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Tension in the air

Print edition : Nov 07, 2008 T+T-

Jet Airways attempt to retrench 1,900 employees is a signal of the bad times in the Indian civil aviation industry.

in Mumbai

THERE were no warning signs or even a hint of a rumour. On October 14, in one fell swoop, Indias leading private airline, Jet Airways, terminated the employment of 800 probationary staff. It also announced that the services of an additional 1,100 staff would be terminated in the next few days. This move sent shock waves through the company and the industry and across the country.

Two days later, following massive protests and clearly under a fair amount of political pressure, Naresh Goyal, the chairman of the airline, said he would reinstate the sacked employees and apologised for the agony they went through.

Jets attempt at retrenchment is obviously a sign of the financial trouble the airline is in; more importantly, it is a reflection of the dire situation the aviation industry in India is in today.

Soon after Jet made its dramatic announcement, state-owned carrier Air India (AI) announced that it had decided to introduce a scheme whereby 15,000 employees in non-operational areas would be given the option of going on a two-to-three-year leave without pay. This would help cut operational costs for the airline, which is incurring enormous losses. AI losses for 2007-08 were being pegged at Rs.2,144 crore, said an AI spokesperson. He, however, clarified that employees were not being laid off or forced to go on leave. In fact, their names would continue to be on the rolls. The move would give the airline a breather as its total wage bill amounts to Rs.6,500 crore.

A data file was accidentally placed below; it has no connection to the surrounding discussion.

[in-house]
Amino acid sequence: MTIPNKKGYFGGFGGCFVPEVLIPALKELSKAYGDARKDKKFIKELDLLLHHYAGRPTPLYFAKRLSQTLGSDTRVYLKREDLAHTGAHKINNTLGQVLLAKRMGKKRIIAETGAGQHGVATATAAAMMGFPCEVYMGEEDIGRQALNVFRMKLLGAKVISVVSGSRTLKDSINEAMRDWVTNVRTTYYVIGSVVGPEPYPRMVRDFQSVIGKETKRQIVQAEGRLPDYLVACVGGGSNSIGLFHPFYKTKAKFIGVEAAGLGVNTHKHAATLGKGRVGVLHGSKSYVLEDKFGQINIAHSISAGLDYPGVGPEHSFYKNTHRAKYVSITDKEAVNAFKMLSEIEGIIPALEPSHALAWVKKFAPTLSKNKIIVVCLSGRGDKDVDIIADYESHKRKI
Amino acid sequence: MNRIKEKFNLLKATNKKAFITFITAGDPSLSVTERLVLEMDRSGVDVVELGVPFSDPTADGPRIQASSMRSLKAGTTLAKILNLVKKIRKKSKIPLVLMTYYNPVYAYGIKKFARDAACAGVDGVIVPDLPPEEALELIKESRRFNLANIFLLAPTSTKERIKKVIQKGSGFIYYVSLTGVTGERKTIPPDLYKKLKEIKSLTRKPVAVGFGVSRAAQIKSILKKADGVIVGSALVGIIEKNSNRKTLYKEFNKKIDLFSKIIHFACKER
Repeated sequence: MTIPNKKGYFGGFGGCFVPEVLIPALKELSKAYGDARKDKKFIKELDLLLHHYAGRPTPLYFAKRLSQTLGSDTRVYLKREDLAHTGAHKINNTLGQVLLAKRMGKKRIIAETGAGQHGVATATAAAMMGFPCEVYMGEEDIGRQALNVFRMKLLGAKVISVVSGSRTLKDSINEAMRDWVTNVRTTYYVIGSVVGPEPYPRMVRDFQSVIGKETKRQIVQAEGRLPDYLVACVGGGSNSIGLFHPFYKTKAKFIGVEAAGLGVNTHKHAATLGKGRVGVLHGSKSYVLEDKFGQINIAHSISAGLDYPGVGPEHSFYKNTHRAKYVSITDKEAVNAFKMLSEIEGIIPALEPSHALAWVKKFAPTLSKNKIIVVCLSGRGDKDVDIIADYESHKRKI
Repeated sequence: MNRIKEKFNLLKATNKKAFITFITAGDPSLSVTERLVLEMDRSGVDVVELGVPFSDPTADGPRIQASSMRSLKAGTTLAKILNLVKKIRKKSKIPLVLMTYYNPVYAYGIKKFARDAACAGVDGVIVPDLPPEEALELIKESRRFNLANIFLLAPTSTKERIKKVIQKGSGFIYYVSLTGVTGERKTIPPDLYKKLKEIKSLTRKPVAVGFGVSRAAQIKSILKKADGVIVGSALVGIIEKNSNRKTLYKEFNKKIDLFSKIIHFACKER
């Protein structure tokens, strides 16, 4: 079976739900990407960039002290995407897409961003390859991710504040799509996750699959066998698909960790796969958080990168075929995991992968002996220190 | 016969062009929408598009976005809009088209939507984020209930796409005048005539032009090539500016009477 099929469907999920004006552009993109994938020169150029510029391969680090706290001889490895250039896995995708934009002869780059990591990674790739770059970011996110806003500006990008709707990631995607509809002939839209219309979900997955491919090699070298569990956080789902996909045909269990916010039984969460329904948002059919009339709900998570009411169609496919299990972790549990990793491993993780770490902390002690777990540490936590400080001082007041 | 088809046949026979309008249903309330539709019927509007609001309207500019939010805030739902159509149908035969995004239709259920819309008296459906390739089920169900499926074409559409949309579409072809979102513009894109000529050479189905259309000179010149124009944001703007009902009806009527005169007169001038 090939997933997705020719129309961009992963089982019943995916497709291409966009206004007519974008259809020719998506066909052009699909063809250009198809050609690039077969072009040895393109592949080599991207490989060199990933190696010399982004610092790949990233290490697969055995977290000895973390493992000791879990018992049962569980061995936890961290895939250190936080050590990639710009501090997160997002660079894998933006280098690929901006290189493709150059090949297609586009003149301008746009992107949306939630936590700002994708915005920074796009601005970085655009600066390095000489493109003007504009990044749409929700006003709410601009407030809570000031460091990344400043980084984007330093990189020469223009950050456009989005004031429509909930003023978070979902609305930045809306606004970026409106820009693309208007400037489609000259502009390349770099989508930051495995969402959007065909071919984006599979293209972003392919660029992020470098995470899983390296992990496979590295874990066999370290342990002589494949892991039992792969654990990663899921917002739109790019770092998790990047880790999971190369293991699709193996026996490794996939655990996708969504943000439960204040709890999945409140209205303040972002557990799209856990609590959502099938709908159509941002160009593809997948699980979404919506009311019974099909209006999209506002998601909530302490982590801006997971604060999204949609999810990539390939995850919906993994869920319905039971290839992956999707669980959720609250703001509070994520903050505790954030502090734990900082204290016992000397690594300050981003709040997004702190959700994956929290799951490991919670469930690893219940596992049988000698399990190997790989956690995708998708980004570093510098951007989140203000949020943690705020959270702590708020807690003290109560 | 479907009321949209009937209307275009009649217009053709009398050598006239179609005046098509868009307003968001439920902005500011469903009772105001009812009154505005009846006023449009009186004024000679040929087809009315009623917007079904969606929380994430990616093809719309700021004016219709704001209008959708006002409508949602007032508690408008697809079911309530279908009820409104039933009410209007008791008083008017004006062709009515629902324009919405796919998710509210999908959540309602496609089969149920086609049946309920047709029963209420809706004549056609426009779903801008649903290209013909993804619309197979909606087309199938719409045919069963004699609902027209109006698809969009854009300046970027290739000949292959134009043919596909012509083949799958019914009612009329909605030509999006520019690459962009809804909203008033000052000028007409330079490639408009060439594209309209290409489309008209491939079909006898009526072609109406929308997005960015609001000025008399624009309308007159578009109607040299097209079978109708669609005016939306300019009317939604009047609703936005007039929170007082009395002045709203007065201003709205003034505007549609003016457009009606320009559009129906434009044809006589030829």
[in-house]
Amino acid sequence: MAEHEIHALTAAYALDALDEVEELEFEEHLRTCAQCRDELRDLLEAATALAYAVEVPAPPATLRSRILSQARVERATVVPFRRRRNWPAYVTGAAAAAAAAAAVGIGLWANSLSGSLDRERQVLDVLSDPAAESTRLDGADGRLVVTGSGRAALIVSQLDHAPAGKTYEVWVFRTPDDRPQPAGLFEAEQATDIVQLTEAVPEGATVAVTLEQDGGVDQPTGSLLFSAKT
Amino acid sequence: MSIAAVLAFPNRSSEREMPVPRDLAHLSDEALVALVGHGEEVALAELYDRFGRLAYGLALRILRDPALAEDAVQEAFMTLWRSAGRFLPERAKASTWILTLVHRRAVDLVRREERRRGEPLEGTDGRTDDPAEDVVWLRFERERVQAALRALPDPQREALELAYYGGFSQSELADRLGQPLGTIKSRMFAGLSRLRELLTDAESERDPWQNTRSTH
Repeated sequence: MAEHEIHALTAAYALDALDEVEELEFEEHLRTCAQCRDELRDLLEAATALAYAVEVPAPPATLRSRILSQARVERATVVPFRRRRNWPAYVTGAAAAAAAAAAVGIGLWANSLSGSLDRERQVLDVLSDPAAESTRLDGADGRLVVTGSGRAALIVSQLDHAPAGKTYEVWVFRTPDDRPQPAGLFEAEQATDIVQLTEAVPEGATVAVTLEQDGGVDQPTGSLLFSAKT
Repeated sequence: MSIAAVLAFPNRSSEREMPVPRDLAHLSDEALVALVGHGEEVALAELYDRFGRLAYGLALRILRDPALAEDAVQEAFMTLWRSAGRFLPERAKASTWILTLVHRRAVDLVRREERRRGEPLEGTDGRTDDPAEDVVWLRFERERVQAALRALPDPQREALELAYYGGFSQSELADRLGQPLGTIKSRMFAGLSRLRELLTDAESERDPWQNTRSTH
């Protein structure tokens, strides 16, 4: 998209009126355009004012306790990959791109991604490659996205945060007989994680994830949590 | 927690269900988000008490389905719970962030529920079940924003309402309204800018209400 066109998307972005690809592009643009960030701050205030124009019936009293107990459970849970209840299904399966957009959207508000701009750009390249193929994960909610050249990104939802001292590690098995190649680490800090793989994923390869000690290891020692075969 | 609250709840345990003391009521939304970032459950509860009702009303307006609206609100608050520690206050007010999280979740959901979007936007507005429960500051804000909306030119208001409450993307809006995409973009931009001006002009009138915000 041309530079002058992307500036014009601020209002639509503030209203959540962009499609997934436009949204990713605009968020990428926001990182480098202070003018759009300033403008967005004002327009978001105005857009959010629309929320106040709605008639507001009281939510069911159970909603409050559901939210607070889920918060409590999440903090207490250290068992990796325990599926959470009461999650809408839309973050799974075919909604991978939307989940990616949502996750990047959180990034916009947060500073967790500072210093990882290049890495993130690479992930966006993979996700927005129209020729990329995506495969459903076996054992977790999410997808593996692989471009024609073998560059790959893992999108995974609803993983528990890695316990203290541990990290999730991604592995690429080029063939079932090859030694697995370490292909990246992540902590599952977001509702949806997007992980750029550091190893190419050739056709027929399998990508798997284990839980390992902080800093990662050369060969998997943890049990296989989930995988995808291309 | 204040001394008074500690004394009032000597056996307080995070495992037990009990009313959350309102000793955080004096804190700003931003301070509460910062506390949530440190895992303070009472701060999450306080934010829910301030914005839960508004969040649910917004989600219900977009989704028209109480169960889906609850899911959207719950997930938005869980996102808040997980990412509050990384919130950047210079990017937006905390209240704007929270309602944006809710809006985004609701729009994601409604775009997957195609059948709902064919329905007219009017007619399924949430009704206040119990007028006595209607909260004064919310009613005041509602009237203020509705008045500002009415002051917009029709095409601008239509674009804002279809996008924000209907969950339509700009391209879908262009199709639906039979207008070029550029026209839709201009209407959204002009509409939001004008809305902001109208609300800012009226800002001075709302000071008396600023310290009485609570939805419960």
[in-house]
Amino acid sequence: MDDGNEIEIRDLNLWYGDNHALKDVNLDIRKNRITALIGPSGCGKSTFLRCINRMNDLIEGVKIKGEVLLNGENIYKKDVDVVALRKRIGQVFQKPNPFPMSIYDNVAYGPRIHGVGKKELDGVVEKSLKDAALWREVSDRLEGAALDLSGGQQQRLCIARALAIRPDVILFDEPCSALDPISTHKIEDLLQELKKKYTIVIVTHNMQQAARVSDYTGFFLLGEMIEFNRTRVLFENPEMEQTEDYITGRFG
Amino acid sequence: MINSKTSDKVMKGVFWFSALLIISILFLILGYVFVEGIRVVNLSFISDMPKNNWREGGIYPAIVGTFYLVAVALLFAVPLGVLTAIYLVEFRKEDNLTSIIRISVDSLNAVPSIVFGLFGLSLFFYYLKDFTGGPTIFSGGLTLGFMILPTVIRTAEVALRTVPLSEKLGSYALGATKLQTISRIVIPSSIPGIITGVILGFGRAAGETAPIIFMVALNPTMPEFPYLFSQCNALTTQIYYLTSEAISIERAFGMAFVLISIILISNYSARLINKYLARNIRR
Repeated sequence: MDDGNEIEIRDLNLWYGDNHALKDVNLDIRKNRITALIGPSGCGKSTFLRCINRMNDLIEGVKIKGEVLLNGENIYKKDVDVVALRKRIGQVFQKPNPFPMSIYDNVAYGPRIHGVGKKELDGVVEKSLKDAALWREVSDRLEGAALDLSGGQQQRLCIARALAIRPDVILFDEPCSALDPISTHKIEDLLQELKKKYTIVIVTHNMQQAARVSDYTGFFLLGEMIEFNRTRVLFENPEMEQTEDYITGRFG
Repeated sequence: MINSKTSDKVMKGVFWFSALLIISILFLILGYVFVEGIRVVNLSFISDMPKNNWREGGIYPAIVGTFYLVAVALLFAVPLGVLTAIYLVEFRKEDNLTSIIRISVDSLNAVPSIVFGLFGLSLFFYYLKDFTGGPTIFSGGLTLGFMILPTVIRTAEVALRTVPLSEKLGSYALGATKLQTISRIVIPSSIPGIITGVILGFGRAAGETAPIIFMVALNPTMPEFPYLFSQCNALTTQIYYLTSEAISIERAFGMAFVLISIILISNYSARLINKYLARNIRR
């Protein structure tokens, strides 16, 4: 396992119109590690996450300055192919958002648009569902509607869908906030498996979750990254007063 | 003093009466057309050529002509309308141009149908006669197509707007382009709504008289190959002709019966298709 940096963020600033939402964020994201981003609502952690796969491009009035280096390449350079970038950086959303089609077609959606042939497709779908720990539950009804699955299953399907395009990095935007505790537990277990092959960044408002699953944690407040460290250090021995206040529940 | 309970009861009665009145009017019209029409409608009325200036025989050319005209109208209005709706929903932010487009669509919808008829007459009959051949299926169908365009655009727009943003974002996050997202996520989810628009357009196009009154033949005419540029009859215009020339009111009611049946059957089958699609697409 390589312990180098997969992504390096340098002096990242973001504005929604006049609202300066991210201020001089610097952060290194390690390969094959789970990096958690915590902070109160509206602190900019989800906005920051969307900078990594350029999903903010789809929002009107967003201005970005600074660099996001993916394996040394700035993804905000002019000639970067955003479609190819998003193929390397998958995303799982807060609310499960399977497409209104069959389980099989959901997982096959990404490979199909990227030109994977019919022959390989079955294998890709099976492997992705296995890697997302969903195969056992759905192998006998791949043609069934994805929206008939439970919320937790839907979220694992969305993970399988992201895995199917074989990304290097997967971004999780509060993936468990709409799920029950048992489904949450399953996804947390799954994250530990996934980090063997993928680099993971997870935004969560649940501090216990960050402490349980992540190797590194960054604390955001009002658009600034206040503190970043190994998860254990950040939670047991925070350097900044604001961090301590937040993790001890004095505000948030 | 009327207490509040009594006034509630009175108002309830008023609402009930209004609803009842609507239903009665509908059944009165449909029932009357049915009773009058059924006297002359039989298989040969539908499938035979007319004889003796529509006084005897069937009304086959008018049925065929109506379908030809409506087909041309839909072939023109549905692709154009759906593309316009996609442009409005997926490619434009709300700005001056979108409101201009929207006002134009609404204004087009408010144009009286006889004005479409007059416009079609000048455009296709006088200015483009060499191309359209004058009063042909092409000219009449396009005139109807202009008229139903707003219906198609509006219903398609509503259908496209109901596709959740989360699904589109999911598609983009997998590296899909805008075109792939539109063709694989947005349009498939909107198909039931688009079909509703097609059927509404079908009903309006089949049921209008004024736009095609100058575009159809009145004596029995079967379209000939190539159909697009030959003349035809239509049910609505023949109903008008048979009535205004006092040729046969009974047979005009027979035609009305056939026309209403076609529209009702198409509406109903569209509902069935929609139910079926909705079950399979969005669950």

It is believed that Goyal struck a deal with the government and was therefore able to reinstate the sacked staff. Speaking to the media, Goyal said, I cannot see tears in their eyes it is not under political pressure and I have not met anybody. It is my personal decision as the father of the family. He said he had a 19-year-old daughter and as a father could not bear to see the trauma and agony the retrenched employees were going through. Many of them are his daughters age, he said.

Some believed that the retrenchment was a consequence of the Jet Airways-Kingfisher Airlines alliance. Kingfisher Airlines, the second biggest private airline after Jet, is also, according to industry reports, facing massive financial problems. Goyal, however, dismissed speculation that the alliance was responsible for the retrenchment. He said the tie-up was for operational convenience, and not for financial reasons. Both Jet and Kingfisher lose between Rs.2 crore and Rs.3 crore every day mainly on account of the hike in aviation turbine fuel price. Industry analysts speculate that Jets net losses amount to Rs.700 crore.

Goyal, we all know, is much smarter than he lets up. Is it just a coincidence that Kingfisher and Jet announce their tie-up and then this (retrenchment) announcement is made? said an analyst. Both are in big financial trouble and the alliance was inevitable. When a merger takes place, there is excess staff and jobs have to be axed. It is a universal phenomenon.